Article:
How Chlorine Keeps Pools Safe for Summertime Fun
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Answers to common questions about chlorine and pool safety

swimming with goggles

Most people probably wouldn’t want to go swimming in a giant, germ-filled petri dish. But without modern chemistry, that’s what swimming in pools could be like. Even a quick swim in unsanitized water could expose a person to illnesses such as diarrhea, swimmer’s ear and various types of skin infections, including athlete’s foot.

Chlorine chemistry helps fight germs to keep pool water sanitized, so swimmers are not exposed to harmful levels of microbes that cause illnesses.  How do we know that pool sanitizing chemicals can be used safely?

What experts say about chemicals and pool safety:

  • The U.S. Centers for Disease Control and Prevention (CDC) states that chlorine is added to water to kill germs. Chlorine and pH are the first line of defense against germs that can make swimmers sick, according to CDC.
  • Whether you choose chemical products or electrical devices to clean your pool or spa, you must maintain a certain amount of sanitizer to prevent disease-causing microorganisms from multiplying, according to Health Canada.
  • Belgian scientists also support pool disinfection, stating that chlorine is the best disinfectant currently available, and “there is no evidence that alternatives to chlorine will provide an appropriate solution for the disinfection of swimming pools.” (Superior Health Council of Belgium)

Answering Questions about Chlorine and Swimming Pool Safety

What is chlorine and how is chlorine made?
Chlorine is a naturally-occurring chemical element and one of the basic building blocks of matter. Chlorine is produced from ordinary salt, by passing an electric current through a solution of brine (common salt dissolved in water) in a process called electrolysis.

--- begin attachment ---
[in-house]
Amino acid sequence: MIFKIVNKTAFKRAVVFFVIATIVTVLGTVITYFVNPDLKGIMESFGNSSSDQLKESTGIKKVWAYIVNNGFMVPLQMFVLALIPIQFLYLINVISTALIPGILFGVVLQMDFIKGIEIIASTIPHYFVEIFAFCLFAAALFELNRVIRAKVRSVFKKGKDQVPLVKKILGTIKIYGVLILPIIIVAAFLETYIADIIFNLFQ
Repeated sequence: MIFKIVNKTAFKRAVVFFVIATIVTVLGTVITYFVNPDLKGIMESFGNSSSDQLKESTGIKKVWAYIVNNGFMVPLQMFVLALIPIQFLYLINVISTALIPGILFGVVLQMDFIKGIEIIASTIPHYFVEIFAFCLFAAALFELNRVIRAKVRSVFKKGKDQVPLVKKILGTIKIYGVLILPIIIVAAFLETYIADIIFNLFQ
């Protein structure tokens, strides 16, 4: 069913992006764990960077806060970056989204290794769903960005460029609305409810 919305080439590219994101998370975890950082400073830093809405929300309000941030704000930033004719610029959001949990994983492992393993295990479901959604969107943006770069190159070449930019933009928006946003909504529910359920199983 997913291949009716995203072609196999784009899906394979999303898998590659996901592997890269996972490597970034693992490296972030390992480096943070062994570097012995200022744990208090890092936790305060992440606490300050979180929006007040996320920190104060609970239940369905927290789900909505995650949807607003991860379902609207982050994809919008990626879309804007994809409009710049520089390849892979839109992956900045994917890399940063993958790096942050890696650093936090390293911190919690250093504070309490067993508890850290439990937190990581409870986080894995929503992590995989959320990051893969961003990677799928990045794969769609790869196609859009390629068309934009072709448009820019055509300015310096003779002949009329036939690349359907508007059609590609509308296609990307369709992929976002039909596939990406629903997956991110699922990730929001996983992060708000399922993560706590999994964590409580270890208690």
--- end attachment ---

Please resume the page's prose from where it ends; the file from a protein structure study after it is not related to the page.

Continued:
Why is chlorine added to swimming pools?
Chlorine is added to the water to kill germs. When it is added to a swimming pool, it forms a weak acid called hypochlorous acid that kills bacteria like salmonella and E. coli, as well as germs that cause viruses such as diarrhea and swimmer’s ear.

 

How is pool water chlorinated?
Pools are sanitized using a variety of chlorine-based compounds including chlorine gas, sodium hypochlorite (liquid bleach), calcium hypochlorite, lithium hypochlorite and chlorinated isocyanurates. When any of these compounds contact water, they release hypochlorous acid (HOCl), the active sanitizing agent. Learn more at the American Chemistry Council’s Pool Treatment 101 guide.

 

How are salt-water pools different from chlorinated pools?
Both types of pools actually use chlorine. Salt-water pools are chlorinated pools in which the chlorine is generated on site from sodium chloride. Other types of chlorinated pools use chlorine to disinfect the water with chlorine tablets or sticks.

 

Why do pools sometimes have a chlorine or chemical smell?
Healthy pools don’t smell like chemicals. Pool water is often described as smelling like chlorine, but a well-managed pool shouldn’t have an odor. The pool water scent does not come from the chlorine itself but rather from chemical compounds called chloramines, which build up in pool water when it is improperly treated.

Chloramines result from the combination of two ingredients: (1) the chlorine disinfectants added to sanitize swimming pools, and (2) perspiration, oils and urine that enter pools from swimmers’ bodies. Chloramines can be eliminated using chlorine. “Shock treatment” or “superchlorination” is the practice of adding extra chlorine to pools to destroy ammonia and the organic compounds that combine with chlorine to make chloramines.

 

Does chlorine irritate a swimmer’s eyes?

Swimmers might worry “there is too much chlorine in the pool” if, after a swim, their eyes are reddened or irritated. However when pool water is irritating, that is typically a sign that there is not enough chlorine in swimming pool water!

To keep a pool, hot tub or spa safe, the water must be tested on a daily basis, especially when it’s being used a lot. Learn more about maintaining healthy pools in the video below.

 

Compound Interest’s The Chemistry of Swimming Pools